[Editor's Note (Pescatore): If he violated rules about getting approval, you can't argue about some form of punishment. If there had been previous warnings and other violations of policy, firing might be justified. But, unless there is all that history, firing someone for talking at this level about a security incident shows a misguided belief in security through obscurity.

(Ranum): By firing him, they have given the "anomaly" more publicity than if they did a press release about it. ]

Former TSA Employee Allegedly Attempted to Infect Computer Systems (March 10 & 11, 2010)

A former US Transportation Security Administration (TSA) employee has been indicted by a federal jury in Denver for alleged database tampering. On Tuesday, March 9, Douglas James Duchak was charged with two counts of attempting to damage protected TSA computers. The following day, he pleaded not guilty in US District Court. If he is found guilty, he faces up to 10 years in prison and a fine of up to US $500,000. Duchak was employed for more than five years as an analyst at the TSA's Colorado Springs Operation Center (CSOC). He was informed last October 15 that he was being let go; the following week, he allegedly uploaded malicious code to a terrorism database. Duchak was indicted on two counts. The first alleges that he injected unauthorized code into CSOC server that holds the US Marshall's Service Warrant Information Network; the second alleges that he attempted to load malware into a server that holds the Terrorist Screening Database.



Zeus Botnet Takedown Short-Lived (March 10, 11 & 12, 2010)

Less than a day after the outage of the Troyak ISP appeared to have hobbled the Zeus botnet by disabling 100 of its command and control servers, the ISP has found a new upstream provider and roughly one-third of the disabled command and control servers are again functioning. The short-lived outage was believed to have cut off at least 25 percent of Zeus command and control servers. It is unclear if Troyak's outage was the result of law enforcement action, researchers, or even the criminal themselves; a Troyak spokesperson said the outage was caused by an administrative error.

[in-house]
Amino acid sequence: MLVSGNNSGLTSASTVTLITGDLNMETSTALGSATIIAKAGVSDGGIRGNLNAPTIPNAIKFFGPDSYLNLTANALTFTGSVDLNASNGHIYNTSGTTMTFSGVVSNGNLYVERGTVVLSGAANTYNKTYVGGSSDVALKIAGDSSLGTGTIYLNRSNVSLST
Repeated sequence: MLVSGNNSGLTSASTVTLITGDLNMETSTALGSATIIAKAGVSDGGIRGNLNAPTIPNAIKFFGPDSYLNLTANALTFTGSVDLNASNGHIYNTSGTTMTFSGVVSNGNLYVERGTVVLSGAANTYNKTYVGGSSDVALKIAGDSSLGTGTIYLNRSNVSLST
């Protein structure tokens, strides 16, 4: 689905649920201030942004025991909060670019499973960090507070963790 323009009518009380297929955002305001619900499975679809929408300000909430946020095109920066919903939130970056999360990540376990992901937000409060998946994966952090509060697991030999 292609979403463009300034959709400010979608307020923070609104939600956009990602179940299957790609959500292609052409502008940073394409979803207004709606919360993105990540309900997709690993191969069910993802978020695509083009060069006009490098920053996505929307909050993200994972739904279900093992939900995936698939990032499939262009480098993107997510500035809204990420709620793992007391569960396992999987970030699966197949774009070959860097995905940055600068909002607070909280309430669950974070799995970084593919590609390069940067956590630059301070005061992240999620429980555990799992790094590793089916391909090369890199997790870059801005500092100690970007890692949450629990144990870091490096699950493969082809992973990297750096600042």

BT Chief Speaks Out Against Suspending Filesharers' Internet Service (March 10, 2010)

Ian Livingston, CEO of British Telecom, said that illegal file sharers should be fined instead of having their Internet service suspended. He and other industry voices wrote a letter to the Financial Times, urging MPs to change a proposed amendment to the Digital Economy Bill that would require ISPs to suspend the accounts of persistent filesharers. Livingston notes that cutting off service could penalize entire families or small businesses for the actions of one individual.

Google in Talks With Chinese Government; Development Expected "Soon" (March 10, 2010)

Google CEO Eric Schmidt said his company is in talks with the Chinese government, but did not elaborate on the content of those talks beyond acknowledging that it is discussing "the basis on which we could operate an unfiltered search engine within the law, if at all." Schmidt said that "something will happen soon." He did clarify that Google's talks with the Chinese government do not involve the US government. Earlier this year, Google threatened to pull its operations out of China altogether in the wake of cyber attacks that gained access to internal company systems. Google also said it planned to stop censoring Internet search results in China.

Twitter Launches URL Screening Service (March 9, 10 & 11, 2010)

Twitter has launched a new service to protect users from malicious links. All links submitted to Twitter will now be sent though a screening process that checks them against a blacklist of known malicious sites. If users click on a link that Twitter has determined is risky, users will be alerted with a warning screen. The new service will let Twitter block malicious links even after they have been sent out in email notifications.